By Sjef Lamers of Sustainable Nutrition
B. For. Sc., Dip. H.L.S. Dordrecht, MNZSSS
HGA newsletter, February 2009
There are 16 essential nutrients required for plant growth: carbon (C), hydrogen (H), oxygen (O), nitrogen (N), phosphorus (P), potassium (K), calcium (Ca), magnesium (Mg), sulfur (S), iron (Fe), manganese (Mn), zinc (Zn), copper (Cu), boron (B), molybdenum (Mo), and chlorine (Cl). Of these 16 nutrients most are derived from the soil except carbon, hydrogen and oxygen.
Nature has provided the soil with a form of nutrient storage (a nutrient cupboard): very small clay and organic particles called colloids. These colloids have electrical charges: they are positively or negatively charged. The amount of these colloids in a soil determines the total amount of charges in a soil. Nutrients are electrically charged ions in the soil. A positively charged ion (called cations e.g. potassium or calcium) will attach itself to a negatively charged colloid. A soil with a small amount of negatively charged colloids will have a very limited capacity to store elements like potassium and calcium. A soil with a high amount of negatively charged colloids is able to store a large amount of cations. The amount of fertilizer to use depends on the storage capacity of the soil. There is no general fertilizer application which will be valid for all soils. Every property will require its own fertilizer program.
Important aspects to monitor in the soil are:
- pH and Buffer pH: soil acidity determines the growth and health of roots
- organic matter: plays an important role in soil structure, water and nutrient holding capacity, reservoir of organic nitrogen and other nutrients
- the major elements phosphorus, sulfur, calcium, magnesium, potassium
- the trace (or micro) elements boron, zinc, copper, manganese, aluminium and iron.
Soil analysis takes the guesswork out of making fertiliser recommendations and leads to more efficient nutrient management.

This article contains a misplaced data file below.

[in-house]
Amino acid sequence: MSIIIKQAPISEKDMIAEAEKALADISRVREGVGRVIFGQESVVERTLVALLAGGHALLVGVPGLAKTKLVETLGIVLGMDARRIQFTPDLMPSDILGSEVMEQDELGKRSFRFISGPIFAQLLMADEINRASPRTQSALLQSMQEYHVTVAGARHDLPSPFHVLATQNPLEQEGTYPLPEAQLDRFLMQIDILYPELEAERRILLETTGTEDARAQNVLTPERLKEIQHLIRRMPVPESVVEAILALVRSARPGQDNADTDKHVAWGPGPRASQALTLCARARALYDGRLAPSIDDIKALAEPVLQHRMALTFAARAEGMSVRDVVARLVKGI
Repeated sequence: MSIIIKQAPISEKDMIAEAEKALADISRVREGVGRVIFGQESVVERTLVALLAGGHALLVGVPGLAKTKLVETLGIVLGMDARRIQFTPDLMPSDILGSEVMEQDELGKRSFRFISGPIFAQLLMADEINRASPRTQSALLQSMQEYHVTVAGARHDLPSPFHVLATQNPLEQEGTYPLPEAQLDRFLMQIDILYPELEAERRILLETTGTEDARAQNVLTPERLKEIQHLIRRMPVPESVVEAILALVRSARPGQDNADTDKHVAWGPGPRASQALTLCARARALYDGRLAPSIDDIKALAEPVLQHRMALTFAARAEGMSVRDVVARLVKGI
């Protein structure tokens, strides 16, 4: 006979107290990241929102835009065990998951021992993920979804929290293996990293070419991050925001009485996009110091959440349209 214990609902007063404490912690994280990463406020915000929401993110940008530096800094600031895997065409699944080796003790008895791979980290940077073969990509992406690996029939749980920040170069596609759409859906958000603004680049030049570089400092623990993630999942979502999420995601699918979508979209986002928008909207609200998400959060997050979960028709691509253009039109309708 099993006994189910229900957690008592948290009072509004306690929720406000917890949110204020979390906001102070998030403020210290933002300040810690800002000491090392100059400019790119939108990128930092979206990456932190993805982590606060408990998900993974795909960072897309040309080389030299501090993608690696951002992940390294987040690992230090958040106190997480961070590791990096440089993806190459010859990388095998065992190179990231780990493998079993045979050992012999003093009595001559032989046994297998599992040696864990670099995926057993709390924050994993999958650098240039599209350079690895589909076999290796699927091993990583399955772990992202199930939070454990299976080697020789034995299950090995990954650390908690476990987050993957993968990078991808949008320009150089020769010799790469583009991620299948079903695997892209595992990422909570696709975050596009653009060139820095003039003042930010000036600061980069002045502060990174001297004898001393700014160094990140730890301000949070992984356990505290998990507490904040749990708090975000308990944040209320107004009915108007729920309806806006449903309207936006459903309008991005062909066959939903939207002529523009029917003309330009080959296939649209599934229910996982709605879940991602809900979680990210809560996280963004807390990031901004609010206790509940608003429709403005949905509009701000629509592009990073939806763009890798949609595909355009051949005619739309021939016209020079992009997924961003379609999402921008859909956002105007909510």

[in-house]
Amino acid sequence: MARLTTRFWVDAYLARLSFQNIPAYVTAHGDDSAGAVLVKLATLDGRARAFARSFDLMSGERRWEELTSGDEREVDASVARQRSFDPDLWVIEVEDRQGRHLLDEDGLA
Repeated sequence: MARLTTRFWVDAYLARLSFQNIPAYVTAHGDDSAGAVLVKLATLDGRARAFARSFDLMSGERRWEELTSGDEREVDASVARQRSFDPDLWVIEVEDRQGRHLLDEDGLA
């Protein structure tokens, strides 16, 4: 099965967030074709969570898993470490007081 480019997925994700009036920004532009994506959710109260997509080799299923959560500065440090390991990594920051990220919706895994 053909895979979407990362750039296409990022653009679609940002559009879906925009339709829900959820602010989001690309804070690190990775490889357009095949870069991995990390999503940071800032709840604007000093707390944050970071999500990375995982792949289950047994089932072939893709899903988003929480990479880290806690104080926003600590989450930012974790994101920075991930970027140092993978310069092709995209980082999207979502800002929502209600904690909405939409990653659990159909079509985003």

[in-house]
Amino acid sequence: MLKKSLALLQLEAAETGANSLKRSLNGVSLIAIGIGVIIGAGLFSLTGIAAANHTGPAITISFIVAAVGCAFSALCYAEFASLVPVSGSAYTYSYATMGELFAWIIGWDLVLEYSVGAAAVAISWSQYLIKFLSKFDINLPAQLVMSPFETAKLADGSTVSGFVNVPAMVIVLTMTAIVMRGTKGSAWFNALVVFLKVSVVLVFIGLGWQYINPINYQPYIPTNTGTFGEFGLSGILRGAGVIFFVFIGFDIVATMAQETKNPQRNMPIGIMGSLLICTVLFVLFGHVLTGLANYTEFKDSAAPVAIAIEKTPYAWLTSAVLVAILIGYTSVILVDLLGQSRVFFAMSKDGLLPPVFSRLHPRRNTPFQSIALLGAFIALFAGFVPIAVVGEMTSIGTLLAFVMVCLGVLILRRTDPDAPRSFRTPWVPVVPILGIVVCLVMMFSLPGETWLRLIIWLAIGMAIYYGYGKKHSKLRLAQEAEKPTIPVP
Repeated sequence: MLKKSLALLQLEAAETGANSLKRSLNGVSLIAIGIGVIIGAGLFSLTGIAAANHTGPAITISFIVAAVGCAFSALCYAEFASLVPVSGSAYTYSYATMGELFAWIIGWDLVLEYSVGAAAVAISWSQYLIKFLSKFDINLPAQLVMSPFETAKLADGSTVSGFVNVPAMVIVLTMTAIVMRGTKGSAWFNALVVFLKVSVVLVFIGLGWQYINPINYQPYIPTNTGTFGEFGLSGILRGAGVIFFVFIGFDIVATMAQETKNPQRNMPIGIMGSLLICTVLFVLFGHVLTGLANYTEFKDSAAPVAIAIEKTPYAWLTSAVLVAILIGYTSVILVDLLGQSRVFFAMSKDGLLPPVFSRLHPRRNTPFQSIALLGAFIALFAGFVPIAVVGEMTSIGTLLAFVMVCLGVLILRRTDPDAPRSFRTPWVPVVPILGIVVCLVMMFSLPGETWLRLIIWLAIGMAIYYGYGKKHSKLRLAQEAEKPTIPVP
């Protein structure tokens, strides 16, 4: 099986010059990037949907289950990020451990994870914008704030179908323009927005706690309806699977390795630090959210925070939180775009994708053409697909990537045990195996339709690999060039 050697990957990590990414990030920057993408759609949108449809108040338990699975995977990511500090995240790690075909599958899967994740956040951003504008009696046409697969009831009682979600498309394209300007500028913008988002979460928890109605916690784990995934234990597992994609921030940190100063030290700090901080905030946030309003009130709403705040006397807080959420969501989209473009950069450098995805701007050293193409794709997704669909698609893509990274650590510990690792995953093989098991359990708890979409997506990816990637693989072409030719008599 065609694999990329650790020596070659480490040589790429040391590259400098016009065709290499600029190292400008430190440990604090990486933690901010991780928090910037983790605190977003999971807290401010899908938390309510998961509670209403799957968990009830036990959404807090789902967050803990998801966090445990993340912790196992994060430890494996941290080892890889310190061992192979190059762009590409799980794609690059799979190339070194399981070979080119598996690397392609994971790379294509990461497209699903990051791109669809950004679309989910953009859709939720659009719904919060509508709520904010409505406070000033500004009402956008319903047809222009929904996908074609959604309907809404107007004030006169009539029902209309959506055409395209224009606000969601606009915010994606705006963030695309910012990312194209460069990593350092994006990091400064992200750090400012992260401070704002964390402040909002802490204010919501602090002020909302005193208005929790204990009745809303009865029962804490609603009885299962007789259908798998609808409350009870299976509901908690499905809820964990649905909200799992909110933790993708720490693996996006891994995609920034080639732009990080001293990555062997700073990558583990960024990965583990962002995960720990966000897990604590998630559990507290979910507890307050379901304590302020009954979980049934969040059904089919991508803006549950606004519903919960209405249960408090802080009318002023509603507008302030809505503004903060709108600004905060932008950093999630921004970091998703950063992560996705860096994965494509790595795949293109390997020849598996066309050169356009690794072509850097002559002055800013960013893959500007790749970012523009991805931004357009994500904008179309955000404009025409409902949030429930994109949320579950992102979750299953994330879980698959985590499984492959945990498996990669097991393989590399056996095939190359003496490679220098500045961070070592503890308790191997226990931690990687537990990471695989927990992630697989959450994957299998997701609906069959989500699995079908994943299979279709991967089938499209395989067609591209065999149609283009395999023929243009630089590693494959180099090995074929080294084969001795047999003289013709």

Nutrient content and pH vary with soil depth. We suggest to take soil samples from the main soil horizons. Sub soil samples tend to be taken while investigating the suitability of land for hazelnut growing. The analyses results of the sub soil will give information about any chemical imbalances.
Soil analyses of New Zealand top soils (0150 mm depth) frequently indicate low levels of potassium, boron, magnesium, zinc, relatively low pH levels and high aluminium levels.
Excessive soil acidity can reduce growth and yield of hazelnut trees. A large amount of New Zealand soils are naturally acidic with a pH generally in the range of 5 to 6. Soil pH can decline over time due to the acidifying effects of rain, plant growth, fertilization (nitrogen and phosphate fertilizers). Lime (or dolomite if magnesium is required) can be used to improve the pH of the topsoil. Some laboratories conduct a buffer pH or lime requirement test. This test determines how much lime should be applied to adjust the pH to a target level.
Young hazels require potassium (K) for shoot and root growth. Mature hazels have a need for potassium for nut production. Soils with a low K level or a high Mg level require extra potassium. The amounts of available potassium, magnesium and calcium in the soil are interrelated; an excess of any one of them can cause deficiencies of the others.
Phosphorus (P) deficiency has not been a problem in general in hazelnuts despite the low content of P in some soils. Several factors contribute to this: hazelnuts have a good ability to extract P from the soil, P is mobile in the hazel and crop removal of P is relatively small. Generally P fertilisation is not necessary, but if soil analyses indicate very low P levels you may consider a P application before planting. If the pH is very low or very high then the phosphate fertiliser should be applied close to the plant rather than broad spread. Lock up of phosphate can occur within 48 hours in these soils.
The functions different nutrients perform in the hazel are:
- phosphorus: root growth and flowering
- sulfur: quality aspects like aromatic properties
- calcium: soil structure, cell division
- magnesium: chlorophyll
- potassium: root, shoot and nut growth
- boron: bud development and nut quality
- zinc: leaf size, height growth
- copper: enzyme systems; please monitor build-up in the soil from fungicide sprays
- aluminium: toxic element for roots, interferes with phosphorus and magnesium uptake, antagonistic to calcium
- manganese: chlorophyll, flowering.
Sustainable Nutrition gives independent advice on soil and plant nutrition. We endeavour to help hazelnut growers to achieve optimal production of hazelnuts.
Sustainable Nutrition: PO Box 54, Wakefield 7052.